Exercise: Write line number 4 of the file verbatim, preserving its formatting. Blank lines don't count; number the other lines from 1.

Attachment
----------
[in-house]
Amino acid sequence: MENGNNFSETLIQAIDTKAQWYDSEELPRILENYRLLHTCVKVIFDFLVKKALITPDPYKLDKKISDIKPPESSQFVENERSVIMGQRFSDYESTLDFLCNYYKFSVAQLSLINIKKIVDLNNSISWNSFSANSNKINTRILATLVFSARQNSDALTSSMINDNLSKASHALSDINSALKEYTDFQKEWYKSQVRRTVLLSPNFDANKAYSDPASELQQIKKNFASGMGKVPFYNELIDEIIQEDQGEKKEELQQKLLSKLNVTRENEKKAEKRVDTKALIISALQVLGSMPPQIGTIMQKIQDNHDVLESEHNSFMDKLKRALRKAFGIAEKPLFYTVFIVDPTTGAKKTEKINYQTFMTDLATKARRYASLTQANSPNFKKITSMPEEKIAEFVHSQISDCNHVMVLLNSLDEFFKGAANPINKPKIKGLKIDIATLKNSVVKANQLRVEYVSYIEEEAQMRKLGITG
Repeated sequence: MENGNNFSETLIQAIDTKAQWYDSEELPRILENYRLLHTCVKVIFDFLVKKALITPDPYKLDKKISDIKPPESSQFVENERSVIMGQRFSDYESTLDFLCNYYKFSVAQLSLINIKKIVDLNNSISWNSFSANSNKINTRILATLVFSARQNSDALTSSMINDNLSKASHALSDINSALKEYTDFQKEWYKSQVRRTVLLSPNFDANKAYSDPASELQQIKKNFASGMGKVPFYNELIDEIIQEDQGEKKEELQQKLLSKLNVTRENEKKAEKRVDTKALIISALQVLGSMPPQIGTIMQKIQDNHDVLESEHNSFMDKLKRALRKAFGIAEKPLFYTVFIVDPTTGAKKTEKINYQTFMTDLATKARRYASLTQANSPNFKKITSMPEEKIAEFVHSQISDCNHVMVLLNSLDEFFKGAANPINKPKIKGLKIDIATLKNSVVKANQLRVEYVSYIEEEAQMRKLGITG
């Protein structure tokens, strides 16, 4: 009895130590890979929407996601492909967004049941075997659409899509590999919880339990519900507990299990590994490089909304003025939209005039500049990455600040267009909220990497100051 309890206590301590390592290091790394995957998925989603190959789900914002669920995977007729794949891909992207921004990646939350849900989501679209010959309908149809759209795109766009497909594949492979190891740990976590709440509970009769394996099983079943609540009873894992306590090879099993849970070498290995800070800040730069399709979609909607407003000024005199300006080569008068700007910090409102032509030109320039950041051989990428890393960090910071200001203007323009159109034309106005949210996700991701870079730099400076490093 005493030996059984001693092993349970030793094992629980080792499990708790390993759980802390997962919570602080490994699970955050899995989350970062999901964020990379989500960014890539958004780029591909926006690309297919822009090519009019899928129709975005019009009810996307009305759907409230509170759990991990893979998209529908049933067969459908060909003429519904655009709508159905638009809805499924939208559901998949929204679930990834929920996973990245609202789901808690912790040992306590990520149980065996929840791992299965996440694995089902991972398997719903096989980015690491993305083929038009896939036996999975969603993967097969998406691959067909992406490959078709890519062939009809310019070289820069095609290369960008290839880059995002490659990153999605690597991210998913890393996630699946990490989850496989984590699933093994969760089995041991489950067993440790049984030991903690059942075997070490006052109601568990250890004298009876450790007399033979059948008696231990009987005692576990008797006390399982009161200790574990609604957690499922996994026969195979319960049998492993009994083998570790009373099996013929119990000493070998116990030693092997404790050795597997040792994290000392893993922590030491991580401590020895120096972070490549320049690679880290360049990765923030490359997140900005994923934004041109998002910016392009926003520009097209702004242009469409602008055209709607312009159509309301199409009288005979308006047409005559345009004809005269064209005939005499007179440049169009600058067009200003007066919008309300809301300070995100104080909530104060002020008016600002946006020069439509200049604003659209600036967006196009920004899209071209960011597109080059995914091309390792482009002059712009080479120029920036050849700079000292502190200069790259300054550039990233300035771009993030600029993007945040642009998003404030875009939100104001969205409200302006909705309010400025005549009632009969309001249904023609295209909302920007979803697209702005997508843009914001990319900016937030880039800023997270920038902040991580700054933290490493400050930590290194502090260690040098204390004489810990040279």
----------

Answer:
């Protein structure tokens, strides 16, 4: 009895130590890979929407996601492909967004049941075997659409899509590999919880339990519900507990299990590994490089909304003025939209005039500049990455600040267009909220990497100051 309890206590301590390592290091790394995957998925989603190959789900914002669920995977007729794949891909992207921004990646939350849900989501679209010959309908149809759209795109766009497909594949492979190891740990976590709440509970009769394996099983079943609540009873894992306590090879099993849970070498290995800070800040730069399709979609909607407003000024005199300006080569008068700007910090409102032509030109320039950041051989990428890393960090910071200001203007323009159109034309106005949210996700991701870079730099400076490093 005493030996059984001693092993349970030793094992629980080792499990708790390993759980802390997962919570602080490994699970955050899995989350970062999901964020990379989500960014890539958004780029591909926006690309297919822009090519009019899928129709975005019009009810996307009305759907409230509170759990991990893979998209529908049933067969459908060909003429519904655009709508159905638009809805499924939208559901998949929204679930990834929920996973990245609202789901808690912790040992306590990520149980065996929840791992299965996440694995089902991972398997719903096989980015690491993305083929038009896939036996999975969603993967097969998406691959067909992406490959078709890519062939009809310019070289820069095609290369960008290839880059995002490659990153999605690597991210998913890393996630699946990490989850496989984590699933093994969760089995041991489950067993440790049984030991903690059942075997070490006052109601568990250890004298009876450790007399033979059948008696231990009987005692576990008797006390399982009161200790574990609604957690499922996994026969195979319960049998492993009994083998570790009373099996013929119990000493070998116990030693092997404790050795597997040792994290000392893993922590030491991580401590020895120096972070490549320049690679880290360049990765923030490359997140900005994923934004041109998002910016392009926003520009097209702004242009469409602008055209709607312009159509309301199409009288005979308006047409005559345009004809005269064209005939005499007179440049169009600058067009200003007066919008309300809301300070995100104080909530104060002020008016600002946006020069439509200049604003659209600036967006196009920004899209071209960011597109080059995914091309390792482009002059712009080479120029920036050849700079000292502190200069790259300054550039990233300035771009993030600029993007945040642009998003404030875009939100104001969205409200302006909705309010400025005549009632009969309001249904023609295209909302920007979803697209702005997508843009914001990319900016937030880039800023997270920038902040991580700054933290490493400050930590290194502090260690040098204390004489810990040279």